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Untargeted metabolomics reveals distinct metabolic reprogramming in endothelial cells co-cultured with CSC and non-CSC prostate cancer cell subpopulations

  • Anusha Jayaraman ,

    Contributed equally to this work with: Anusha Jayaraman, Praveen Kumar

    Roles Conceptualization, Data curation, Formal analysis, Investigation, Methodology, Validation, Visualization, Writing – original draft, Writing – review & editing

    Current address: Beaumont Health System, Beaumont Research Institute, Royal Oak, Michigan, United States of America

    Affiliation Department of Biochemistry and Molecular Biomedicine, Faculty of Biology, Universitat de Barcelona, Barcelona, Spain

  • Praveen Kumar ,

    Contributed equally to this work with: Anusha Jayaraman, Praveen Kumar

    Roles Data curation, Formal analysis, Investigation, Methodology, Validation, Writing – original draft, Writing – review & editing

    Current address: Department of Pharmaceutical Sciences, University of Michigan, Ann Arbor, Michigan, United States of America

    Affiliation Beaumont Health System, Beaumont Research Institute, Royal Oak, Michigan, United States of America

  • Silvia Marin,

    Roles Conceptualization, Formal analysis, Supervision, Visualization, Writing – original draft, Writing – review & editing

    Affiliations Department of Biochemistry and Molecular Biomedicine, Faculty of Biology, Universitat de Barcelona, Barcelona, Spain, Centro de Investigacion Biomedica en Red de Enfermedades Hepaticas y Digestivas (CIBEREHD), Instituto de Salud Carlos III (ISCIII), Madrid, Spain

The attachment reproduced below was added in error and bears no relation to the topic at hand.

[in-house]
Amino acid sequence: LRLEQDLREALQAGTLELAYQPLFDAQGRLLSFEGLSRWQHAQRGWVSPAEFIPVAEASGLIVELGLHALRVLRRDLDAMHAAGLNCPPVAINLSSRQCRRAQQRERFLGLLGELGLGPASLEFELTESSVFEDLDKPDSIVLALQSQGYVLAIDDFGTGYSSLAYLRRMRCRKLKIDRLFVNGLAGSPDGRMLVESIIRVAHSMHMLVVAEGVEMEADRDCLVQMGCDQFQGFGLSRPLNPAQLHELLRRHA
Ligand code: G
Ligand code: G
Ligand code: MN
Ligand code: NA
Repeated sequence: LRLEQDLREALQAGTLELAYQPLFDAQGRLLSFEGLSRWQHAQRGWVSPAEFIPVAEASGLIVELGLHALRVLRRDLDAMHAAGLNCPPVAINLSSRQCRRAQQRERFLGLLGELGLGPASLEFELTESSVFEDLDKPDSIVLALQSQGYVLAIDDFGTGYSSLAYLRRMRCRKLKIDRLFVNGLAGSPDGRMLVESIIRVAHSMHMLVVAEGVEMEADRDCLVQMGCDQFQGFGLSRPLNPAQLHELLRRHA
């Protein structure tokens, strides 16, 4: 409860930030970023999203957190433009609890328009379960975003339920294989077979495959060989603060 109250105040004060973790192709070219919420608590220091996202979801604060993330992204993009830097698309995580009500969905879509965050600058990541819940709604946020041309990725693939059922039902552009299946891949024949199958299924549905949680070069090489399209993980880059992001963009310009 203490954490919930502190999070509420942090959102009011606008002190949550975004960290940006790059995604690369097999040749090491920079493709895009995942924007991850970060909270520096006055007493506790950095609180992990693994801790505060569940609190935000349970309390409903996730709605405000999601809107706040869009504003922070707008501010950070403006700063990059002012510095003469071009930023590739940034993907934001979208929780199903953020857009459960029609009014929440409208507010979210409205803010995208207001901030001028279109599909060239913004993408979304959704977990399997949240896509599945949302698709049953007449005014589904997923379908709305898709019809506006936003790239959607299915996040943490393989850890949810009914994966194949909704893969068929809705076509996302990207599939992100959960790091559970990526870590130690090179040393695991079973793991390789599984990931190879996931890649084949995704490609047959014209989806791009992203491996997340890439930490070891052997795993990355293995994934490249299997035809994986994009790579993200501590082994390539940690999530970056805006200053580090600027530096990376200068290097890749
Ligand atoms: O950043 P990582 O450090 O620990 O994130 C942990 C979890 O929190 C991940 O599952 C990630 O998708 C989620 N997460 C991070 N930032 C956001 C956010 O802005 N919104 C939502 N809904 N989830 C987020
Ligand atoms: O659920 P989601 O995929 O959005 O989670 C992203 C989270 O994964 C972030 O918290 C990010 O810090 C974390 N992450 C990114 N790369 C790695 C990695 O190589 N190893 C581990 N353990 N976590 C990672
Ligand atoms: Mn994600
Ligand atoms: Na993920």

• Pedro de Atauri,

    Roles Writing – original draft, Writing – review & editing

    Affiliations Department of Biochemistry and Molecular Biomedicine, Faculty of Biology, Universitat de Barcelona, Barcelona, Spain, Centro de Investigacion Biomedica en Red de Enfermedades Hepaticas y Digestivas (CIBEREHD), Instituto de Salud Carlos III (ISCIII), Madrid, Spain

  • Francesca Mateo,

    Roles Writing – original draft, Writing – review & editing

    Affiliation Department of Cell Biology, Molecular Biology Institute of Barcelona, National Research Council (IBMB-CSIC), Barcelona, Spain

  • Timothy M. Thomson,

    Roles Formal analysis, Writing – original draft, Writing – review & editing

    Affiliations Centro de Investigacion Biomedica en Red de Enfermedades Hepaticas y Digestivas (CIBEREHD), Instituto de Salud Carlos III (ISCIII), Madrid, Spain, Department of Cell Biology, Molecular Biology Institute of Barcelona, National Research Council (IBMB-CSIC), Barcelona, Spain

  • Josep J. Centelles,

    Roles Supervision, Writing – original draft, Writing – review & editing

    Affiliations Department of Biochemistry and Molecular Biomedicine, Faculty of Biology, Universitat de Barcelona, Barcelona, Spain, Centro de Investigacion Biomedica en Red de Enfermedades Hepaticas y Digestivas (CIBEREHD), Instituto de Salud Carlos III (ISCIII), Madrid, Spain

  • Stewart F. Graham,

    Roles Formal analysis, Writing – original draft, Writing – review & editing

    Affiliation Beaumont Health System, Beaumont Research Institute, Royal Oak, Michigan, United States of America

  • Marta Cascante

    Roles Conceptualization, Formal analysis, Funding acquisition, Resources, Supervision, Validation, Visualization, Writing – original draft, Writing – review & editing

    martacascante@ub.edu

    Affiliations Department of Biochemistry and Molecular Biomedicine, Faculty of Biology, Universitat de Barcelona, Barcelona, Spain, Centro de Investigacion Biomedica en Red de Enfermedades Hepaticas y Digestivas (CIBEREHD), Instituto de Salud Carlos III (ISCIII), Madrid, Spain

Untargeted metabolomics reveals distinct metabolic reprogramming in endothelial cells co-cultured with CSC and non-CSC prostate cancer cell subpopulations

  • Anusha Jayaraman, 
  • Praveen Kumar, 
  • Silvia Marin, 
  • Pedro de Atauri, 
  • Francesca Mateo, 
  • Timothy M. Thomson, 
  • Josep J. Centelles, 
  • Stewart F. Graham, 
  • Marta Cascante
PLOS
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Abstract